Suffering in silence

Dec 08 2009 by Brian Amble Print This Article

Bob Sutton, author of the indispensible book The No Asshole Rule, has a pretty unequivocal attitude towards the sort of appauling bosses who poison so many workplaces.

Asshole bosses, he believes, poison the work environment, decrease productivity, push qualified employees to quit and are therefore are detrimental to businesses, regardless of any individual effectiveness they might display. His solution is simple: they have to go.

That's great in theory, but as Sutton discusses in this thought-provoking post, it is not always possible. Indeed others argue that if you're unfortunate enough to work for an impossible boss, is your only option to suffer in silence until you can escape.

What makes this particular post so interesting is the lengthy list of comments and the huge variety of approaches that they discuss. We'd all applaud the sentiment that "you never, EVER surrender your dignity to anyone, for any reason," but as others point out, the reality – particularly in a recession –can leave many with no other choice but to suffer in silence.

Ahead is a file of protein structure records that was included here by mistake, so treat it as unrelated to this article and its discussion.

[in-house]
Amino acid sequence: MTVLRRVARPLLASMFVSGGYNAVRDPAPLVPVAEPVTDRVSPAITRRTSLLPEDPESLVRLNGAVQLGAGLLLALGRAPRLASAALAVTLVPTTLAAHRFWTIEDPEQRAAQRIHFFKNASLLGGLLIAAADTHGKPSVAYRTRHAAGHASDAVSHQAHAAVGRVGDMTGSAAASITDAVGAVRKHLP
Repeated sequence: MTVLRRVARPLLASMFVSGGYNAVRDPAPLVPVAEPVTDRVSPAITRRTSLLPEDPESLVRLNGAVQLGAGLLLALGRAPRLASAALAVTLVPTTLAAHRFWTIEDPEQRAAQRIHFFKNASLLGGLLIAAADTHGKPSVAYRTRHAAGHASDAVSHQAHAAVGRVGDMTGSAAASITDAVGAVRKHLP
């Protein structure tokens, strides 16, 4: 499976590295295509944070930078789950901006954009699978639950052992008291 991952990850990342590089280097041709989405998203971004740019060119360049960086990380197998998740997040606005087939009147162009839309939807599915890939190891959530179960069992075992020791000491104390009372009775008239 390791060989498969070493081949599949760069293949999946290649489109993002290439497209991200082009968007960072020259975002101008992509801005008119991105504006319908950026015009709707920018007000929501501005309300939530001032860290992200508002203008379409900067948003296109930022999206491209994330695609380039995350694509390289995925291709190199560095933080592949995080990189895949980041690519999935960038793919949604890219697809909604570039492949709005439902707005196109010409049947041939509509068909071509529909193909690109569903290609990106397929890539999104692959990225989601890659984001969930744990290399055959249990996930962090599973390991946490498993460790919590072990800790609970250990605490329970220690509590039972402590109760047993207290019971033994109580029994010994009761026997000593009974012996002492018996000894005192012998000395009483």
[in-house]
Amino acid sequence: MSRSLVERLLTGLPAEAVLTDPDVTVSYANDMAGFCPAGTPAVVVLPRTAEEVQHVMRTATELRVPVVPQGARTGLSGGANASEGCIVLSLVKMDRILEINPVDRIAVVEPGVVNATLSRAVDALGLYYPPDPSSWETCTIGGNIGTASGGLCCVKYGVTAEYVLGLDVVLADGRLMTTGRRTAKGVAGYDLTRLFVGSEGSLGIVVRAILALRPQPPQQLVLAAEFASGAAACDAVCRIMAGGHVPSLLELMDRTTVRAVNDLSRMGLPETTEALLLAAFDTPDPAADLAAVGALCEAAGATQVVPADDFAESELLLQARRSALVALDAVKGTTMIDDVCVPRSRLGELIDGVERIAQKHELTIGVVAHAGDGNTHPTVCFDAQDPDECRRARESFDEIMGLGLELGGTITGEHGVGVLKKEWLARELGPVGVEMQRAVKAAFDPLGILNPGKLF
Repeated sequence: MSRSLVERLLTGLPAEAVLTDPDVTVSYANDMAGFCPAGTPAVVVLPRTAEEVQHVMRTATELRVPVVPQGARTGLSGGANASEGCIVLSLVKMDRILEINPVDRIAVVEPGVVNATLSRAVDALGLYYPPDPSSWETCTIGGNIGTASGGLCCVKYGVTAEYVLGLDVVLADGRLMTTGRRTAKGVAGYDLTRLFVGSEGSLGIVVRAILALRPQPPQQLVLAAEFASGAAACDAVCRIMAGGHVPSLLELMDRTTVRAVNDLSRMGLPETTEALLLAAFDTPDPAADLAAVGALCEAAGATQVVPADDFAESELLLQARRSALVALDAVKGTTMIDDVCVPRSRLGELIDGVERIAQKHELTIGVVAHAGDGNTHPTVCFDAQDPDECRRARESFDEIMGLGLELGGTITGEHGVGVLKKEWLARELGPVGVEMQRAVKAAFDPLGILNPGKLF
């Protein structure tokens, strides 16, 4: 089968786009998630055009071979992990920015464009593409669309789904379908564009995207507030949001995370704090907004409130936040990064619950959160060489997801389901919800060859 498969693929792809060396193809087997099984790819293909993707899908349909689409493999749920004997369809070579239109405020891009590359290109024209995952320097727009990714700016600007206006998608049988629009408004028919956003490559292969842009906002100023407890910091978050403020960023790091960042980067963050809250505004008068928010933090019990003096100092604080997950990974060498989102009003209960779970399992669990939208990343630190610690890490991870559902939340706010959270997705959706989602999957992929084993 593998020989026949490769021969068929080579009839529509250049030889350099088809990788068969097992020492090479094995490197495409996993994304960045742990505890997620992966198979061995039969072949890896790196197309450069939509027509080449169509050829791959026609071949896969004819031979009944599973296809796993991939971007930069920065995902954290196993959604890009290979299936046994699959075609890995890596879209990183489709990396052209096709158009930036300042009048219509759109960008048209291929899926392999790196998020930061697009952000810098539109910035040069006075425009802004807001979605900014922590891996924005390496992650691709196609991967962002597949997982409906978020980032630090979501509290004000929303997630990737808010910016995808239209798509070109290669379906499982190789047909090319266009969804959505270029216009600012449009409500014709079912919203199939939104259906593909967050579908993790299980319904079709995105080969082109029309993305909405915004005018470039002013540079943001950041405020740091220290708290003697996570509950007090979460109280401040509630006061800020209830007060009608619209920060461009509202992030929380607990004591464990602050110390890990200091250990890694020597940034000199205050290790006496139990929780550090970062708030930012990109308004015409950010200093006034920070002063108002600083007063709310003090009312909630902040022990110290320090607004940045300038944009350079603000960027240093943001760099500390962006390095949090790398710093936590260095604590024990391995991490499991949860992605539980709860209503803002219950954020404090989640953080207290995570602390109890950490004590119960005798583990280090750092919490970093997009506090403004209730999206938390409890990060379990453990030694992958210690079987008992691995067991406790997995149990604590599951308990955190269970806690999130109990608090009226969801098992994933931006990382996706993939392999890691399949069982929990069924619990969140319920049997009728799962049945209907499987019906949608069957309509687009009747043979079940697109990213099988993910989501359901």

Older Comments

There is always a choice. The issue here is whether you can afford the price of salvaging your dignity which is losing your job. Issues can be resolved through the hard or soft approach or best still the tactful manner in which both parties can reason properly. An idealist or realist ; your pride or your rice bowl - the choice is yours...


You cannot reason with a sociopath.

My advice would always be to just get out as soon as you can. No one else there will care about you or the negative working environment.


An executive coach helped me with a bullying boss. He showed me that there is usually another side to the bully boss. Oftentimes, they just don't realise the impact they are having on people. Once they are helped to understand this - it is possible for them to change this pattern and become more human.

Kelly Melbourne